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All eyes are now on the New Hampshire primary, and some elementary school teachers are trying to explain the process to students without getting caught up in partisan politics. This year, they have help from a new social studies curriculum, designed by the New Hampshire Historical Society.
Allison Carlson, 9, is counting the days Tulsi Gabbard has campaigned in New Hampshire this past month. Once she hits 24, Allison says Gabbard is decidedly “not lazy.”
“She wants people to vote for her, so there’s more of a chance for her to become president.”
This whole notion of campaigning is pretty new to Alison and most of her classmates; they were in kindergarten the last time this happened, and they just started the primary lesson a few days ago.
To review the basics, their teacher Sue Laskowsky gathers her class in a circle and asks them to imagine that they’re candidates trying to woo voters.
“What do you do to let them know what your ideas are?”
“You can do retail politics!” several kids yell at once.
“Tell me a little more about retail politics.”
Three hands shoot up.
“Let’s start with Joe.”
Joseph Carroll, sporting a Spider-Man sweatshirt, explains that it’s about meeting people in person and answering voters’ questions.
“People who ask them questions are trying to see if they’re actually lying or not,” adds Kaleigh Griffin.
Then Jack Goodridge chimes in, explaining that voters here “strain the information” for the rest of the country.
“Yes, we’re kind of finding out what they believe in and what their plans are if they become president,” Laskowsky says. “So we have a pretty big job here in New Hampshire right?”
New Hampshire politicos place a lot of weight on that “big job,” and they’re working hard to protect it. But until now, teachers didn’t have much material to help them explain all this. The new curriculum, called “Moose on the Loose,” is geared toward fourth graders, because that’s when public school students study New Hampshire.
Elizabeth Dubrulle, director of Education and Programs at the New Hampshire Historical Society, helped lead the team that created the curriculum, as part of a million-dollar, multi-year effort to develop free social studies materials and training to elementary school teachers across the state.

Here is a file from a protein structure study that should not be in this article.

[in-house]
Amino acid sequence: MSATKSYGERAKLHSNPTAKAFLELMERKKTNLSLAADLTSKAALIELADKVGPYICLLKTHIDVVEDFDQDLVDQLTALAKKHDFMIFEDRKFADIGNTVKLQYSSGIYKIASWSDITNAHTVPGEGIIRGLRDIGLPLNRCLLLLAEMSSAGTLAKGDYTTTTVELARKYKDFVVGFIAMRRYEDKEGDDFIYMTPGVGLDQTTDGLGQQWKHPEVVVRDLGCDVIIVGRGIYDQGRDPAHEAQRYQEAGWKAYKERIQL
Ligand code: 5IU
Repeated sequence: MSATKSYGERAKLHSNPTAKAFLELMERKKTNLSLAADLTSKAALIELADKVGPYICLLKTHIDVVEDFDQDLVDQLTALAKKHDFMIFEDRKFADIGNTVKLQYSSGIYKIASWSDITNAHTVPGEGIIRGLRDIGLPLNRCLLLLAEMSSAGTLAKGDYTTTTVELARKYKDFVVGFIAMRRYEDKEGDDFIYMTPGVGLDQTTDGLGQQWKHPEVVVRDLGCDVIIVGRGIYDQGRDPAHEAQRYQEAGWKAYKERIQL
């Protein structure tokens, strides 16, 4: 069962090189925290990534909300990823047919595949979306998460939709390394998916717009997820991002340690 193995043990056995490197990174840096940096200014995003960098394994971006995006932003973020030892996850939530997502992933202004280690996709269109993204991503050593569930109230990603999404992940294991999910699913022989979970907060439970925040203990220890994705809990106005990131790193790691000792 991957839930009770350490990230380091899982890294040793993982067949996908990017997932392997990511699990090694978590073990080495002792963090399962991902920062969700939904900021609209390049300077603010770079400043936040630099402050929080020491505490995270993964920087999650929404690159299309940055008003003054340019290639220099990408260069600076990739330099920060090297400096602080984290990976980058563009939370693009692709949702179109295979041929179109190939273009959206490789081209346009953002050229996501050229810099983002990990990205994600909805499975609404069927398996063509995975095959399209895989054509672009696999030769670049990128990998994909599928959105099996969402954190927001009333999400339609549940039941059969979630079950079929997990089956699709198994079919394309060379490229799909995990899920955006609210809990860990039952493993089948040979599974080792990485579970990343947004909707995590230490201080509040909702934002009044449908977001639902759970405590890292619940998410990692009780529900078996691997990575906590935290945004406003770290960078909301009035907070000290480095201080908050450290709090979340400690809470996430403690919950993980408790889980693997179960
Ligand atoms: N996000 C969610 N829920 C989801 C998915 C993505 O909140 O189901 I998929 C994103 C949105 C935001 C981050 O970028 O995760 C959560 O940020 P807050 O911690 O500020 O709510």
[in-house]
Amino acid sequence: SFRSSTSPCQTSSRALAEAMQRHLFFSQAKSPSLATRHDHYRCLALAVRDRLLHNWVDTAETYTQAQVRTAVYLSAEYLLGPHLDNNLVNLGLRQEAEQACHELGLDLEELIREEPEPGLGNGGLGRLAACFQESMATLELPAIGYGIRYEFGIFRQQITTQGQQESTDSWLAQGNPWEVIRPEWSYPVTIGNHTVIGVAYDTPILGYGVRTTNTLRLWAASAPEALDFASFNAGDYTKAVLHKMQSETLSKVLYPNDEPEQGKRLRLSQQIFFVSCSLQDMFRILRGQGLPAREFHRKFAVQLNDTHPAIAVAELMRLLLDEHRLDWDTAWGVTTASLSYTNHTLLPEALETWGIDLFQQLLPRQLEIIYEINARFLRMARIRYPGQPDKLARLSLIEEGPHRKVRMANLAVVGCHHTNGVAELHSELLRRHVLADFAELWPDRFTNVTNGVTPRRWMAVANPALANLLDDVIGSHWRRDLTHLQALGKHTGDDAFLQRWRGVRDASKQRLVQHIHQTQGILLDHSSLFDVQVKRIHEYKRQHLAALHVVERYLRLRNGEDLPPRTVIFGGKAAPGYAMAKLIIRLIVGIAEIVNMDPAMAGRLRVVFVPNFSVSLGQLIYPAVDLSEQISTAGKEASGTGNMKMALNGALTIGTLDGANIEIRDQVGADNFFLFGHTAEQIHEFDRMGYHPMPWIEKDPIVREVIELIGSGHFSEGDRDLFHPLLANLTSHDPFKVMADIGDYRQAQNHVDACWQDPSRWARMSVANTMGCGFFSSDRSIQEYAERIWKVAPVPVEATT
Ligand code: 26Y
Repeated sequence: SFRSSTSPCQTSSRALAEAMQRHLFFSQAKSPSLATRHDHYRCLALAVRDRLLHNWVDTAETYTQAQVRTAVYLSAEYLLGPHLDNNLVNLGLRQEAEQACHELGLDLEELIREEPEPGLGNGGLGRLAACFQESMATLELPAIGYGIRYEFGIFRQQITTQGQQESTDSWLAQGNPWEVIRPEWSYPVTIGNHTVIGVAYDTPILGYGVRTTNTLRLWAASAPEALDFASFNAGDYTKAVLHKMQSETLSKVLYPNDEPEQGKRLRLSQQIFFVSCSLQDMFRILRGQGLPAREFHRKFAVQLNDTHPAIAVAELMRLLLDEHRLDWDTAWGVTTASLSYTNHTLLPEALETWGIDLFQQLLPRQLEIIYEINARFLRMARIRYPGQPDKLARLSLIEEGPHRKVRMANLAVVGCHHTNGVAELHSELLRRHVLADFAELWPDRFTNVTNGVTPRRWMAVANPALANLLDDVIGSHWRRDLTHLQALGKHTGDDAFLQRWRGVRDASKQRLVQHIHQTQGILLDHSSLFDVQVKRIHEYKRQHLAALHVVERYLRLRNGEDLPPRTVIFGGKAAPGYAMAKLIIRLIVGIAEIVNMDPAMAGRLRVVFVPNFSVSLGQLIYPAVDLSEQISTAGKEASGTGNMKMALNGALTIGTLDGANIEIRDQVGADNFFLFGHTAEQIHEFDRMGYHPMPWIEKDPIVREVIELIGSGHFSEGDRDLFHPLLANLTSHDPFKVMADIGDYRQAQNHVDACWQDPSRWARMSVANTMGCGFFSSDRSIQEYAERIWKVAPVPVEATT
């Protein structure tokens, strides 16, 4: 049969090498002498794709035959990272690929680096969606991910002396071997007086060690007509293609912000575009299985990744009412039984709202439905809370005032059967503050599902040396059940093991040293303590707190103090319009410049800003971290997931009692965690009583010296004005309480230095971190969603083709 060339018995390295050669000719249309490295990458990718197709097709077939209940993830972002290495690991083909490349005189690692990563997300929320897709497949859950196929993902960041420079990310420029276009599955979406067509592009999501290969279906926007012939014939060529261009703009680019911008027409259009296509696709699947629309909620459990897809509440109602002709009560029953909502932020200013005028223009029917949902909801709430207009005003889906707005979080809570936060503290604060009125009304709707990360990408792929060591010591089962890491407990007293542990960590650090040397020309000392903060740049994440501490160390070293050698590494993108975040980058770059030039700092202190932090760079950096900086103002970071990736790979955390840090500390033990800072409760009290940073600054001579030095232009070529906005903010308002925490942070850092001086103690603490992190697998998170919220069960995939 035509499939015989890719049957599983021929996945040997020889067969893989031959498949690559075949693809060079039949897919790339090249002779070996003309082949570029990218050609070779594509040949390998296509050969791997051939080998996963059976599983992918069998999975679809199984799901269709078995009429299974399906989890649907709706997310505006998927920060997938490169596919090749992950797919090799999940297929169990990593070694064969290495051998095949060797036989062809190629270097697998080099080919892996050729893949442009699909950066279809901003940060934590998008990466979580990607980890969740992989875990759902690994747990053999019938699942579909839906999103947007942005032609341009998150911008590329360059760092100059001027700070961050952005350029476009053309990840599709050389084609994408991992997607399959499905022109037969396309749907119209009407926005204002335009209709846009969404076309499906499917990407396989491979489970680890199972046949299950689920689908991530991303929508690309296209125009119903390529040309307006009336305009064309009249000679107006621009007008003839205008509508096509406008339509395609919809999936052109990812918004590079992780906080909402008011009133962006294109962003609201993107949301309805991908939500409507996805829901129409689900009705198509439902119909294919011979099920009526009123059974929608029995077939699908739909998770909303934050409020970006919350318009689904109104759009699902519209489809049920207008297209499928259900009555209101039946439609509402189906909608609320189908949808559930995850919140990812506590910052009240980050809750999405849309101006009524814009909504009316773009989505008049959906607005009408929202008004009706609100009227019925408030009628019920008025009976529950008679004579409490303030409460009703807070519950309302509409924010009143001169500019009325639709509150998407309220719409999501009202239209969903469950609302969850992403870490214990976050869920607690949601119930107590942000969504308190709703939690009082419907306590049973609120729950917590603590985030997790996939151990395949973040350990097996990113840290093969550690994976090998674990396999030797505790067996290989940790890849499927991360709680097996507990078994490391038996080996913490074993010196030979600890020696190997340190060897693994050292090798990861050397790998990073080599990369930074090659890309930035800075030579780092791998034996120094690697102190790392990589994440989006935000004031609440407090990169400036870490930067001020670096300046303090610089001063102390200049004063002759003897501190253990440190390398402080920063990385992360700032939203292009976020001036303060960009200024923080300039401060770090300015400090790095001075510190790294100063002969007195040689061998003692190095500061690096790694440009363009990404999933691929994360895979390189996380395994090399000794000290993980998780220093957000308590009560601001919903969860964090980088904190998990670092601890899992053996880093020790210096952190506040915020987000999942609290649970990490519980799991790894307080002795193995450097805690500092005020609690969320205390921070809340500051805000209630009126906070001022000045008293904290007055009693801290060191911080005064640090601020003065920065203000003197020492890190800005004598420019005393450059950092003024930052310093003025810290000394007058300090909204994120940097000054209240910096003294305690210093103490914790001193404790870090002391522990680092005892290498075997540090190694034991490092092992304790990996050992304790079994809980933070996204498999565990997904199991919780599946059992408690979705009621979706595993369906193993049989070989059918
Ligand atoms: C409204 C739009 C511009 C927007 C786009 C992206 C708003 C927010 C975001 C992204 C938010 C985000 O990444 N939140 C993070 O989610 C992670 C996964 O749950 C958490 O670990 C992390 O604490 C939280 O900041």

“We really felt kids should know about: What is the New Hampshire primary, why it’s important, what is unique about it, what does New Hampshire contribute that other states don’t?” she says.
Many teachers are nervous to delve into the topic.
“They themselves are probably not very familiar with the New Hampshire primary - I don’t think many adults are,” says Dubrulle.
Others fear teaching any subject that could become partisan. Some teachers have watched mock elections lead to bullying and hurt feelings; others have been accused of steering students towards their own political beliefs. So the lesson plans in the “Moose on the Loose” primary unit focus less on candidates, and more on the history and cherished traditions of the primary.
In one exercise, called the “diner dash,” students armed with rulers, markers, and maps of New Hampshire fan out in pairs to choose three diners they would visit if they were campaigning.
The Puritan Backroom gets a lot of play.
“We chose the backroom in Manchester because it’s really big and you can talk to a lot of people,” reads Joe with his partner Devon Miles.
The pair now have to measure the distance between their diners in Manchester and Concord, and convert that distance from inches to miles. This math component is intentional. Social studies gets far less time in schools than it used to, in part because students don’t get tested on it.
So, the logic goes, the more this curriculum incorporates tested subjects like math and language arts, the more teachers will use it. And Laskowsky says rolling it out in a primary year makes it more exciting.
Students say they see campaign ads every day on TV and social media - now, they have a way to place this in context. And just a few days into the lesson, the primary gears are turning.
Laskowsky says students recently told her that college campuses would be a great place to do “retail politics.”
“I said yeah that will be a great place to vote, and you guys will be new voters in two more elections! And they were like, ‘What?’” she laughs.
And at the end of this primary unit, Laskowsky plans to raise a big, controversial question: Is it fair that New Hampshire gets to vote first? She says she personally believes it is, but in her classroom, it’s up to the students to decide.
This story is a production of the New England News Collaborative and was originally published by New Hampshire Public Radio.
This segment aired on February 11, 2020.
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